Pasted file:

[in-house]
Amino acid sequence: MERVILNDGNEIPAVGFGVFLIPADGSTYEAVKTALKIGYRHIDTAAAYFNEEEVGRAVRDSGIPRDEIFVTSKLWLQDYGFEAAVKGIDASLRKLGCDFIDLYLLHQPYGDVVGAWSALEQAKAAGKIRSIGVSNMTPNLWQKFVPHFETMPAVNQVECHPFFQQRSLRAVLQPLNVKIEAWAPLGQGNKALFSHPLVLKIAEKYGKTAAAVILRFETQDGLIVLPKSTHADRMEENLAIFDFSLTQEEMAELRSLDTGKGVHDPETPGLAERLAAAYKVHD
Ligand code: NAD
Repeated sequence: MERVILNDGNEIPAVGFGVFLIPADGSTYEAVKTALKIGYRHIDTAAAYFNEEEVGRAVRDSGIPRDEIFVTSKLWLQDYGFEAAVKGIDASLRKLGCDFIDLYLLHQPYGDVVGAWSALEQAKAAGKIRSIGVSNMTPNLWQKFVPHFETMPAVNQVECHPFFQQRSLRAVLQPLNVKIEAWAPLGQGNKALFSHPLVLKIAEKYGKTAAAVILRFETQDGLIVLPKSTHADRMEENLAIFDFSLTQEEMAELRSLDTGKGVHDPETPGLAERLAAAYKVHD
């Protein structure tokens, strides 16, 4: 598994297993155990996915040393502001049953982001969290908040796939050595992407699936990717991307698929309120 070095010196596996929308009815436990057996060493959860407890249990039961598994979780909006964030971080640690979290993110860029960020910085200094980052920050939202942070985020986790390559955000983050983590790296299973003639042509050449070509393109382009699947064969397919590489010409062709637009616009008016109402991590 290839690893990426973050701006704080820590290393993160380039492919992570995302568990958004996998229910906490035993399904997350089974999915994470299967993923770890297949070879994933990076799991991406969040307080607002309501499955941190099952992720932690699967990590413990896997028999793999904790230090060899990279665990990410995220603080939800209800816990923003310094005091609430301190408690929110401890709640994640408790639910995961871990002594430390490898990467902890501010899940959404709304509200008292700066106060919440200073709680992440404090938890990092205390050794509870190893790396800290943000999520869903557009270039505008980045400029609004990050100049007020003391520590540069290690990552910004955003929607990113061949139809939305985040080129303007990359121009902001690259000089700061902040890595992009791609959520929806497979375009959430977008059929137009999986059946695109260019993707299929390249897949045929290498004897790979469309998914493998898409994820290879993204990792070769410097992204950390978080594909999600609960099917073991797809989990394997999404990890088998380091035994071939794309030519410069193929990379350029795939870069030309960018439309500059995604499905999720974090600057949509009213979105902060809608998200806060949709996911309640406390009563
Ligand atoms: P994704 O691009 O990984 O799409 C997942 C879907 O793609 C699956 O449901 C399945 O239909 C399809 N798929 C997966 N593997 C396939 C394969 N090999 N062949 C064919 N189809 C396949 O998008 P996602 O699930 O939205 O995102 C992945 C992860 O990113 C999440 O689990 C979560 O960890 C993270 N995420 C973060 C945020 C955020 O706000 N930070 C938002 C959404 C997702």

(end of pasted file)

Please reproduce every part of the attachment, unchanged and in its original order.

[in-house]
Amino acid sequence: MERVILNDGNEIPAVGFGVFLIPADGSTYEAVKTALKIGYRHIDTAAAYFNEEEVGRAVRDSGIPRDEIFVTSKLWLQDYGFEAAVKGIDASLRKLGCDFIDLYLLHQPYGDVVGAWSALEQAKAAGKIRSIGVSNMTPNLWQKFVPHFETMPAVNQVECHPFFQQRSLRAVLQPLNVKIEAWAPLGQGNKALFSHPLVLKIAEKYGKTAAAVILRFETQDGLIVLPKSTHADRMEENLAIFDFSLTQEEMAELRSLDTGKGVHDPETPGLAERLAAAYKVHD
Ligand code: NAD
Repeated sequence: MERVILNDGNEIPAVGFGVFLIPADGSTYEAVKTALKIGYRHIDTAAAYFNEEEVGRAVRDSGIPRDEIFVTSKLWLQDYGFEAAVKGIDASLRKLGCDFIDLYLLHQPYGDVVGAWSALEQAKAAGKIRSIGVSNMTPNLWQKFVPHFETMPAVNQVECHPFFQQRSLRAVLQPLNVKIEAWAPLGQGNKALFSHPLVLKIAEKYGKTAAAVILRFETQDGLIVLPKSTHADRMEENLAIFDFSLTQEEMAELRSLDTGKGVHDPETPGLAERLAAAYKVHD
């Protein structure tokens, strides 16, 4: 598994297993155990996915040393502001049953982001969290908040796939050595992407699936990717991307698929309120 070095010196596996929308009815436990057996060493959860407890249990039961598994979780909006964030971080640690979290993110860029960020910085200094980052920050939202942070985020986790390559955000983050983590790296299973003639042509050449070509393109382009699947064969397919590489010409062709637009616009008016109402991590 290839690893990426973050701006704080820590290393993160380039492919992570995302568990958004996998229910906490035993399904997350089974999915994470299967993923770890297949070879994933990076799991991406969040307080607002309501499955941190099952992720932690699967990590413990896997028999793999904790230090060899990279665990990410995220603080939800209800816990923003310094005091609430301190408690929110401890709640994640408790639910995961871990002594430390490898990467902890501010899940959404709304509200008292700066106060919440200073709680992440404090938890990092205390050794509870190893790396800290943000999520869903557009270039505008980045400029609004990050100049007020003391520590540069290690990552910004955003929607990113061949139809939305985040080129303007990359121009902001690259000089700061902040890595992009791609959520929806497979375009959430977008059929137009999986059946695109260019993707299929390249897949045929290498004897790979469309998914493998898409994820290879993204990792070769410097992204950390978080594909999600609960099917073991797809989990394997999404990890088998380091035994071939794309030519410069193929990379350029795939870069030309960018439309500059995604499905999720974090600057949509009213979105902060809608998200806060949709996911309640406390009563
Ligand atoms: P994704 O691009 O990984 O799409 C997942 C879907 O793609 C699956 O449901 C399945 O239909 C399809 N798929 C997966 N593997 C396939 C394969 N090999 N062949 C064919 N189809 C396949 O998008 P996602 O699930 O939205 O995102 C992945 C992860 O990113 C999440 O689990 C979560 O960890 C993270 N995420 C973060 C945020 C955020 O706000 N930070 C938002 C959404 C997702």